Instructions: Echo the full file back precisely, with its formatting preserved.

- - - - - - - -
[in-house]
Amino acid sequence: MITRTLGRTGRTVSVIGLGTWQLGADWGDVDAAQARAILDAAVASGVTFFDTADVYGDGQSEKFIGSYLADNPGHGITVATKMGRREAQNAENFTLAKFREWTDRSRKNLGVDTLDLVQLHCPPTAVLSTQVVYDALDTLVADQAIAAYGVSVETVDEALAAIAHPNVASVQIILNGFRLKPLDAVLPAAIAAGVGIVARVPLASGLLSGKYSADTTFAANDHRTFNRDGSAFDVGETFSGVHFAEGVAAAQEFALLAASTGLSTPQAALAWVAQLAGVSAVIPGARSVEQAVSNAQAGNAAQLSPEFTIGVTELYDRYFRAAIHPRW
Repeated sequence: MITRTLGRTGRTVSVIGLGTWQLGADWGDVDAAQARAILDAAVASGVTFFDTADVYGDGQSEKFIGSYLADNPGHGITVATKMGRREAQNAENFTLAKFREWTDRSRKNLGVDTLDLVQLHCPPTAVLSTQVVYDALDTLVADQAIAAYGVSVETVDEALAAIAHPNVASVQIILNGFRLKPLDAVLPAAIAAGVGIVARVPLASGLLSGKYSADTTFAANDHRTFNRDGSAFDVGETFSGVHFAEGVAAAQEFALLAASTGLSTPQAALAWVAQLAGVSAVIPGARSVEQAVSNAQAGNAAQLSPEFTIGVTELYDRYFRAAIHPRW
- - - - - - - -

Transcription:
[in-house]
Amino acid sequence: MITRTLGRTGRTVSVIGLGTWQLGADWGDVDAAQARAILDAAVASGVTFFDTADVYGDGQSEKFIGSYLADNPGHGITVATKMGRREAQNAENFTLAKFREWTDRSRKNLGVDTLDLVQLHCPPTAVLSTQVVYDALDTLVADQAIAAYGVSVETVDEALAAIAHPNVASVQIILNGFRLKPLDAVLPAAIAAGVGIVARVPLASGLLSGKYSADTTFAANDHRTFNRDGSAFDVGETFSGVHFAEGVAAAQEFALLAASTGLSTPQAALAWVAQLAGVSAVIPGARSVEQAVSNAQAGNAAQLSPEFTIGVTELYDRYFRAAIHPRW
Repeated sequence: MITRTLGRTGRTVSVIGLGTWQLGADWGDVDAAQARAILDAAVASGVTFFDTADVYGDGQSEKFIGSYLADNPGHGITVATKMGRREAQNAENFTLAKFREWTDRSRKNLGVDTLDLVQLHCPPTAVLSTQVVYDALDTLVADQAIAAYGVSVETVDEALAAIAHPNVASVQIILNGFRLKPLDAVLPAAIAAGVGIVARVPLASGLLSGKYSADTTFAANDHRTFNRDGSAFDVGETFSGVHFAEGVAAAQEFALLAASTGLSTPQAALAWVAQLAGVSAVIPGARSVEQAVSNAQAGNAAQLSPEFTIGVTELYDRYFRAAIHPRW